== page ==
Over the holidays, I received the very sad news that a former boss of mine, James P. Mooney, had died too soon. Although he was long gone from the Washington scene, Jim was considered one of the most powerful lobbyists, if not the most powerful lobbyist, in Washington during the 1980s , when he was the CEO of the National Cable Television Association (NCTA).
And he earned this status for a very good reason. He performed an act of what then seemed to be impossible magic and what now is no longer even remotely possible in the divided, partisan, grid-locked legislative arm of the government: He persuaded the Congress of the United States to pass a piece of legislation.
Not just any ordinary piece of legislation either. A statute that deregulated what in effect many, if not most, people considered to be a natural monopoly, your local cable television operator.
A case study of how Jim accomplished this miracle should be mandatory reading for all students of government and is far too detailed for a blog post. But suffice it to say (a Mooney-esque expression I think) that Jim was extremely smart and a master strategist, having learned which buttons to push and which levers to pull during his time as Chief of Staff to House Majority Whip John Brademas (D-IN).
He once told me that getting anything accomplished in Washington is like trying to dig a big hole with a teaspoon – it takes that much relentless and repeated effort and so few people are willing to do it. In Hedrick Smith’s marvelous book about Washington, The Power Game, Jim summarized the labor that went into making any kind of headway with the Congress. “What’s changed is there are so many more groups now and simultaneously a diminution of power in the power centers of Congress. You’ve got to persuade members one by one.”
He was also always one step ahead, out-thinking and outsmarting potential foes and always willing to negotiate in a way that left everyone satisfied but somehow resulted in a comparative advantage for the cable industry. And what an advantage the industry gained.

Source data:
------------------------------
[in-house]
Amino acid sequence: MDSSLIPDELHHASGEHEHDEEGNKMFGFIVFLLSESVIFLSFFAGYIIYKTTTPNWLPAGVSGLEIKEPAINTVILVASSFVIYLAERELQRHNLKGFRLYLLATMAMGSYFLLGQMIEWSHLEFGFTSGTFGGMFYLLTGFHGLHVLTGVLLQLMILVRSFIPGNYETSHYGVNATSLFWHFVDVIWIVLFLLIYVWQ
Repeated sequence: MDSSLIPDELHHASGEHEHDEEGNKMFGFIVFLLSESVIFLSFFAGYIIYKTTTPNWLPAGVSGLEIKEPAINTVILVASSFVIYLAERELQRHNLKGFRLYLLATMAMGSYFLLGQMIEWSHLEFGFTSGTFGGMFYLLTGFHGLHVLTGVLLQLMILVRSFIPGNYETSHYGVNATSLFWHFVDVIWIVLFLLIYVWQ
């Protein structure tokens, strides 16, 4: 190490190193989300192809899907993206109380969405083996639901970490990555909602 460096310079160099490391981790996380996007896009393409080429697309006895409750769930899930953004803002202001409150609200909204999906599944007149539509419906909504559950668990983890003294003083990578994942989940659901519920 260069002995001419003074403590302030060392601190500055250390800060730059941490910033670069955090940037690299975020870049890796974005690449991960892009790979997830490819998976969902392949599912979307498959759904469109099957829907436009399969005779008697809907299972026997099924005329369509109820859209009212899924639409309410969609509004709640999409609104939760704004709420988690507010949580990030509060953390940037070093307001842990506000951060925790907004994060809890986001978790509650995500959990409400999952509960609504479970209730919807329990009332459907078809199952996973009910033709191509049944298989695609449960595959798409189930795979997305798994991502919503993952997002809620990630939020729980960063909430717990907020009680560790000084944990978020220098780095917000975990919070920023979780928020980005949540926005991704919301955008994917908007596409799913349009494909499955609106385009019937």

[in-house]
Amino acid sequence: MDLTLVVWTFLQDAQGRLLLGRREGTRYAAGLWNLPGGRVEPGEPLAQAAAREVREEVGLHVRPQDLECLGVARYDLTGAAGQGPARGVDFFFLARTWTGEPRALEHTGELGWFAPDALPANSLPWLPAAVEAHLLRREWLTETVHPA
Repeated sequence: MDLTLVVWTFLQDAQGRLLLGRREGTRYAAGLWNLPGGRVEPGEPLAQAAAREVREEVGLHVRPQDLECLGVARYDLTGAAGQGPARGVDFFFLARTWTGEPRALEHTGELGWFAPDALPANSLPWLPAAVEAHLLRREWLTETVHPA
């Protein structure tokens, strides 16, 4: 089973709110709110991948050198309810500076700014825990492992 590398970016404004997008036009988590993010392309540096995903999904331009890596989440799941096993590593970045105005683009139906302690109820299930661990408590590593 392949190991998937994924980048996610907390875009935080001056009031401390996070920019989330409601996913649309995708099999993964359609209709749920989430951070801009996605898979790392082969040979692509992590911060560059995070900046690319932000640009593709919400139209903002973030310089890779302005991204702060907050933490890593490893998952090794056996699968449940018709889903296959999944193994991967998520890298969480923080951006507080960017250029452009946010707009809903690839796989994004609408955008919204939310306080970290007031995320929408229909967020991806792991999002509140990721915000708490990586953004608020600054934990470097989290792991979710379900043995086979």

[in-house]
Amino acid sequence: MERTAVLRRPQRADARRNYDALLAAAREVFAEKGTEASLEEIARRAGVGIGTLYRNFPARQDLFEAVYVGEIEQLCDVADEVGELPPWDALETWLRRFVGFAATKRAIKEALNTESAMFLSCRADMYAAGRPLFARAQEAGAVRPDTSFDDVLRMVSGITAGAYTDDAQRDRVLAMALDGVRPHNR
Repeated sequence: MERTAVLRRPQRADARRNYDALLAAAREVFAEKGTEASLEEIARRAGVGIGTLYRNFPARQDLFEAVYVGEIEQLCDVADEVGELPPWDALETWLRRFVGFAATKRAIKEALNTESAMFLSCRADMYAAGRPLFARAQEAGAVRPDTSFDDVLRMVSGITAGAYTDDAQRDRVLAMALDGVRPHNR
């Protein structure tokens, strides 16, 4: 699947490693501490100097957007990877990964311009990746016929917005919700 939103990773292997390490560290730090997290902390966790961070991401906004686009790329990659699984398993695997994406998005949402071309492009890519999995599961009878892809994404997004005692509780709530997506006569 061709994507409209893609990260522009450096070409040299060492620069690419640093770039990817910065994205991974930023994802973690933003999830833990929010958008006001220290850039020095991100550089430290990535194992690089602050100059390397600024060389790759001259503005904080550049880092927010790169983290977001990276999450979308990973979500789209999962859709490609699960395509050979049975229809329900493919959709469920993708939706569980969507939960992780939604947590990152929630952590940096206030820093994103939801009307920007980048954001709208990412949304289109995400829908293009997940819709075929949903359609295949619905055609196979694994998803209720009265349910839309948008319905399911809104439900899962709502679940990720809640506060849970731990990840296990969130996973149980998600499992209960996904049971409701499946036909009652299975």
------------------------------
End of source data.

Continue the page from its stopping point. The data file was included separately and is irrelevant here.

After the passage of the Cable Communications Policy Act of 1984, and particularly after cable rates were deregulated in 1986, a new industry was born, one flush with billions in new cash that went into building massive broadband infrastructure across the country and into creating hundreds of new television channels. It is also true that some of those billions created a new class of media mogul, cable chieftains who became richer and more powerful than anyone had dreamed possible. Jim Mooney certainly helped with that.
No one is perfect though. Jim was also an irascible and demanding man, who did not suffer fools gladly and I think he viewed more than a few people as fools. He gruffly demanded greatness from those who worked for him and he usually got it. The staff he created at NCTA was like no other in Washington – talented, smart, eager, hard-working and superb.
I was very, very young when I started working at NCTA but he quickly placed demands on me that, in retrospect, would have been difficult for even an old accomplished hand to fulfill. I did not want to disappoint him because Jim, a military and history buff, told me I was “the real navy,” meaning that he thought I could do what he asked. And I did. We all did.
In almost Shakespearean terms, Jim learned, the industry learned, that what Congress giveth, Congress can taketh away. The billions in new wealth created by the 1984 Cable Act ultimately spawned resentment and backlash, paving the way for a 1992 Act that re-regulated the industry and ended an era of unbridled…something. Pendulums swing, nature abhors a vacuum and Jim gave up the power game.
In recent years, Jim talked to me mostly about his son Jimmy (also named James). How he loved doing nothing more than hanging with Jimmy, whom he considered to be his best friend. Louise, his wife, a whirling dervish of a woman who was a loyal cheerleader to them both, rounded out a good life.
So cheers to the man who achieved the impossible.